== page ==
Safe Shelters

Safe emergency houses for women fleeing violence are available throughout BC. Please click below links for shelters near you.

List of Safe supportive shelter available 24/7 for women and their children in BC

Housing Types

  • Transition House: Short to moderate term [in BC, generally 30 days] first stage emergency housing.
  • Safe Home: Short term [generally, not to exceed 5 days] emergency housing in private home [or in rental units].
  • Second Stage House: Long term (generally 3-12 months) secure housing with support designed to assist women while they search for permanent housing.
  • Third Stage House: Supportive housing for women who have left violent relationships and who no longer need crisis service supports.

What to expect if you call a Transitional Housing Program

  • All programs have people who can listen and help you sort out options.
  • Most programs have specially trained advocates who can help with income assistance, legal services, disAbilityservices, immigration, housing, employment assistance, referrals and more.
  • Transition Houses and Safe Homes offer temporary emergency shelter or a safe home.
  • Second and Third Stage Housing offers longer term housing and supports for women and their children/youth.
  • Some programs run support groups for children, youth and women.
  • Most programs offer information about protection orders, and custody and access of children/youth.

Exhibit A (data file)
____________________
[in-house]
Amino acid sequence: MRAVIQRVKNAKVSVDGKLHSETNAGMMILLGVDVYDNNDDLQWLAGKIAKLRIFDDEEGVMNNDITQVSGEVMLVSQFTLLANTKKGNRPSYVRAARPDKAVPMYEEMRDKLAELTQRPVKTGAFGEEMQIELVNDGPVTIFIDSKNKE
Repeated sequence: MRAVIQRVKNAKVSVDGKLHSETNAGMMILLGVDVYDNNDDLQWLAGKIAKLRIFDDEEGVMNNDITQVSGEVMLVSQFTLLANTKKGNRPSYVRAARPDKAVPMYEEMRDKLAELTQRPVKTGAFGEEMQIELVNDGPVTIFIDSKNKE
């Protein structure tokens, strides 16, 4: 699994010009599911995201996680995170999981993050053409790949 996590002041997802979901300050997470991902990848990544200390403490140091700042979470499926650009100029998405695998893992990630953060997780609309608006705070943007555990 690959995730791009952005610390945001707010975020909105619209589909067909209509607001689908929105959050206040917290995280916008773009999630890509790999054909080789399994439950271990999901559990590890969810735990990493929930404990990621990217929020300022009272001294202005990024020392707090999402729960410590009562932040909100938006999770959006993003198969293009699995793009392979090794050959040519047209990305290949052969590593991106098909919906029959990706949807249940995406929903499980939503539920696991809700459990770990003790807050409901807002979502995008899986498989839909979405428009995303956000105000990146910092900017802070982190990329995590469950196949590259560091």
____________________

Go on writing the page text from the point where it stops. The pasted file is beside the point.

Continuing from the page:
• Most programs offer 24-hour crisis services.

What to expect if you go to a Transitional Housing Program
Every program is different, but usually you can expect that: 

  • Shelters are free - no fees are charged to stay.
  • Most shelters have shared kitchens, common areas, and bathrooms.
  • If you have children, you will probably all share one bedroom or if you are alone, you may have to share a room.
  • You are responsible for taking care of your own children.
  • All shelters must welcome service animals. However, most shelters cannot accommodate pets, but will work with you to make arrangements to have your pets cared for elsewhere.
  • Shelters have laundry facilities and supply linens (sheets, towels and blankets).
  • They will supply food, toiletries and usually some clothing is available. In most transition houses, you will share in the cooking and cleaning of the house with other residents
  • Shelters can be stressful - this is group living with others who are experiencing tough times.
  • You will be asked to honour the privacy of other residents by not discussing their names or situations with anyone else.
  • Shelters are concerned about everybody's safety, so you may be asked to keep the location a secret.
  • Visitors are generally not allowed.        

Before you call a transitional housing program think about the things that are of biggest concern to you. Ask for all the details you need so you'll feel as comfortable as possible making your important decisions